Two groups among us are often pushed to the side: teenagers and the elderly. Both groups are often misunderstood and isolated, shoved into separate buildings (high school and retirement homes). Both often find themselves relying on the kindness and understanding of their families. It is an unsettling dependence, even for those who are well-behaved. But what about those who don't act or react in acceptable ways?Laker Wyatt, four months shy of 17, and Henry Olsen, almost 83, fall into the latter category. Both are floating just outside life's normal currents. Laker has run away from a dysfunctional family, one that has in reality thrown him away. Henry's family, daughter Vera Lynne and granddaughter Charlene, are too much a part of his life since his wife died just over two years ago. Much to his family's dismay, Henry offers the homeless teenager a temporary job and place to live; Laker accepts. This simple offer of sustenance leads to complications, however. Some are predictable; others aren't. Encouraged by Henry, Laker finds a permanent job and returns to school. Henry's health fails, and his family feels resentment towards Laker. Laker and Charlene's precarious relationship deepens. Audrey, Laker's mother, sends him letters and pictures of her new baby. Through it all, Brooks explains the evolution of Laker and Henry's relationship to each other (and to life) through deft descriptions of their surroundings. Laker notices a mitten caught in a tree in Henry's backyard and wonders how it got there and how it has managed to keep hanging on. An old shed that served Henry in earlier years is torn down, but not before everything in it is sorted by Henry, and Vera Lynne discards what she feels Henry no longer needs. Charlene buys Laker a fragile shell necklace that he inadvertently breaks. All are seemingly unrelated events, but all add layers to the story of an unusual friendship.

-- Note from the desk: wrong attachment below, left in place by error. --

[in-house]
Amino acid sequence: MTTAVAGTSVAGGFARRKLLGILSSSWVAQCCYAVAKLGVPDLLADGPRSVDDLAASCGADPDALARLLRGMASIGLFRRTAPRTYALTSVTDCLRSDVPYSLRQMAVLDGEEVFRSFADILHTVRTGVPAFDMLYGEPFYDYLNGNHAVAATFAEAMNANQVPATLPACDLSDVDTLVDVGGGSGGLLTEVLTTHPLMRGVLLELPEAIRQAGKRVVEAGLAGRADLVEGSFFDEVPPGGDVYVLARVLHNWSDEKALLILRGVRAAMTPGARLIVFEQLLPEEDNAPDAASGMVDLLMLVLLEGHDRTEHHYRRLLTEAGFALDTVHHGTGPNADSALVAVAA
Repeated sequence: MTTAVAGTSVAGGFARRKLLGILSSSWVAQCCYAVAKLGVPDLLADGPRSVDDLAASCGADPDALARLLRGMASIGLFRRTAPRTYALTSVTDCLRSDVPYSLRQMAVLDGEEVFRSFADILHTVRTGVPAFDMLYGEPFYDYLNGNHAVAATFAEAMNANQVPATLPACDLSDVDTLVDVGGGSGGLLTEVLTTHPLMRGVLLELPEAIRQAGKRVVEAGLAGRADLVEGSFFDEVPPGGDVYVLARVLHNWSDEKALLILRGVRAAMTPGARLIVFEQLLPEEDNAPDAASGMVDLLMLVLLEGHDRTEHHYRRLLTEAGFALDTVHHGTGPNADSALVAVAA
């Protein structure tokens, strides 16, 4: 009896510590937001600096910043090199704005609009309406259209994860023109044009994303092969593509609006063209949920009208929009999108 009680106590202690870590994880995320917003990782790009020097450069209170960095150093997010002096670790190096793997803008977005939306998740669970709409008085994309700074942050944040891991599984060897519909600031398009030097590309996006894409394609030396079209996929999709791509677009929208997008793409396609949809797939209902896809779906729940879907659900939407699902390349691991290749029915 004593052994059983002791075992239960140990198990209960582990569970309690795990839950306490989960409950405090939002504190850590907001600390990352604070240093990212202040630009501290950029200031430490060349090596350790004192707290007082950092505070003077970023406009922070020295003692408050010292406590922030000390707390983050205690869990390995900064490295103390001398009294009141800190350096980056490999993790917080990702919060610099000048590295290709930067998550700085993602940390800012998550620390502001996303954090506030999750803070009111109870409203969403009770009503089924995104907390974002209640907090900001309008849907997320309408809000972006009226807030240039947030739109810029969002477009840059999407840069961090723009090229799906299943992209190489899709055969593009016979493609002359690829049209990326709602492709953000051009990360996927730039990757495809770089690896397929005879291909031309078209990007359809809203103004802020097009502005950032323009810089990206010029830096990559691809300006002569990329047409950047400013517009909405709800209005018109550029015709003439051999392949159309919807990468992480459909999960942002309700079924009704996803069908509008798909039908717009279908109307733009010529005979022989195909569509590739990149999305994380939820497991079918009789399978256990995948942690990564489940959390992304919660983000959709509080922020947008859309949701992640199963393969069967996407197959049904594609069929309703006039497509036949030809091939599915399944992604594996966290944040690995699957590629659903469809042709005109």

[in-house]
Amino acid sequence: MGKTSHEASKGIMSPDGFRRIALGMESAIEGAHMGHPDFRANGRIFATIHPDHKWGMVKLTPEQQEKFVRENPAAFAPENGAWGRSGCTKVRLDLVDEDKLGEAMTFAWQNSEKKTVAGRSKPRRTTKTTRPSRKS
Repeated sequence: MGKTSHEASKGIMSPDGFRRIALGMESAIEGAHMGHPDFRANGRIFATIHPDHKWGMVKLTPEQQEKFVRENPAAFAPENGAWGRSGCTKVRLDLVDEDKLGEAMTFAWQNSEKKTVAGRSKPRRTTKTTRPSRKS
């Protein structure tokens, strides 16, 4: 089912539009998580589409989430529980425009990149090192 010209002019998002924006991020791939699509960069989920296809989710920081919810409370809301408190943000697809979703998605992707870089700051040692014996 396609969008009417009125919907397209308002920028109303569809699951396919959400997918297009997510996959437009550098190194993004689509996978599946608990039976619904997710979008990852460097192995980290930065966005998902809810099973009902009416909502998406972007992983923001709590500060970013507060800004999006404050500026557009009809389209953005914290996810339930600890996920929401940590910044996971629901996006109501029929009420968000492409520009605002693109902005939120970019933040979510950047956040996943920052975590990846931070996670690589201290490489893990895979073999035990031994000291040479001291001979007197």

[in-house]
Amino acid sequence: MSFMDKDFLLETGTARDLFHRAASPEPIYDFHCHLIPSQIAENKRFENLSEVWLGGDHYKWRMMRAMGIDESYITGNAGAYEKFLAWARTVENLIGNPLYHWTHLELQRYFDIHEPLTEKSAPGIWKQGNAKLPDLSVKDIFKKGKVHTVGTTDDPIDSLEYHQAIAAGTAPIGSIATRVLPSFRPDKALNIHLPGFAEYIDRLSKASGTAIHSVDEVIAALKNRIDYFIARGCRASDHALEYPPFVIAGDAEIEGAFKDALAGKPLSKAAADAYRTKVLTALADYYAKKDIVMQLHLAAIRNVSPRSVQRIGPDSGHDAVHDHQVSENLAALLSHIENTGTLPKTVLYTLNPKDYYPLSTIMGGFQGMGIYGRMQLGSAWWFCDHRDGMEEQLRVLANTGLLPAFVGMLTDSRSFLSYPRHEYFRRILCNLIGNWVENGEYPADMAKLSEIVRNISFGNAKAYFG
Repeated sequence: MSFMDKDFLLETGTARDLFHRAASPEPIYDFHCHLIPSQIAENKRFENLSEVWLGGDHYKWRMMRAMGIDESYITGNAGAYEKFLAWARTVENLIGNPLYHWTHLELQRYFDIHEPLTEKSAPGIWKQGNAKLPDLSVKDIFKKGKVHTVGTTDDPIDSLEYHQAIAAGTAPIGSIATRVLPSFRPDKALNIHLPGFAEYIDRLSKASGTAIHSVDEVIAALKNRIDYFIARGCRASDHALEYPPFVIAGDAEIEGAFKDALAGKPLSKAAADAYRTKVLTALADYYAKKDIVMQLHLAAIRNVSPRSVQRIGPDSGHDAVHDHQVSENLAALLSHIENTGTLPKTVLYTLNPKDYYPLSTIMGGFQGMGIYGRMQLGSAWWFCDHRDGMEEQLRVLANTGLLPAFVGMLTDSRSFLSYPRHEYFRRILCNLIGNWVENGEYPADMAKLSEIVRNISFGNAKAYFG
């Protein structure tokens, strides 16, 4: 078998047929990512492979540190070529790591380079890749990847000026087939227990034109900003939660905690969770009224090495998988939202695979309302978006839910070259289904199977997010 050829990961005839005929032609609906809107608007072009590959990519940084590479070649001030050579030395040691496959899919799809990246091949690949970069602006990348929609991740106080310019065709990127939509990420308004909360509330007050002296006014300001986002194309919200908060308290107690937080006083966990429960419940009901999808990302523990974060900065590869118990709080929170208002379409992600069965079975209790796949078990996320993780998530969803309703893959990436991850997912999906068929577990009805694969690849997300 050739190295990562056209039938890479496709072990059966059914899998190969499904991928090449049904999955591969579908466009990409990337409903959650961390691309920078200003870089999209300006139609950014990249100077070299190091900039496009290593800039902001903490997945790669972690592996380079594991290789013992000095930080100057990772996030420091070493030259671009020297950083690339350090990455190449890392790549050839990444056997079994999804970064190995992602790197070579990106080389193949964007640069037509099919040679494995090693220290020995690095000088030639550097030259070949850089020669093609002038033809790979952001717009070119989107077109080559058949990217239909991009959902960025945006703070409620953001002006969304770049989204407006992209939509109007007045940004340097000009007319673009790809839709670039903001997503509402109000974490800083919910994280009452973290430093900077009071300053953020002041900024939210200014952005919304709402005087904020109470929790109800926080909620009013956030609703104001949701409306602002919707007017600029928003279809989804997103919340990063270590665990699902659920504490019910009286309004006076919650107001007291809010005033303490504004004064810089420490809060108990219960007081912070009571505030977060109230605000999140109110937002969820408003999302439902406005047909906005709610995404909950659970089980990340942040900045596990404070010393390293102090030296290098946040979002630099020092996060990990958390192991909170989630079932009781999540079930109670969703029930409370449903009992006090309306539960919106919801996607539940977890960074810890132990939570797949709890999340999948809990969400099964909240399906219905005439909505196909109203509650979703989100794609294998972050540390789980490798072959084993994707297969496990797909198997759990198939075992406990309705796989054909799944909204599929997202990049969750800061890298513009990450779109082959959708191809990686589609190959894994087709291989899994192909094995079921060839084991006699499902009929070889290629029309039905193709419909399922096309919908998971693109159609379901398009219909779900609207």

It is a friendship that twists and turns to fit the challenges life throws this unusual teenager and his equally unusual friend, especially when the three of them (Laker, Charlene, and her grandfather) take a trip to the lake cabin, a place Henry hasn't seen in years. It holds special memories for Henry and his granddaughter and a special surprise for Laker, who has come to appreciate what Henry has told him: You never know where this life will take you. Jamie Whitfield writes from her homes in Tennessee and North Carolina.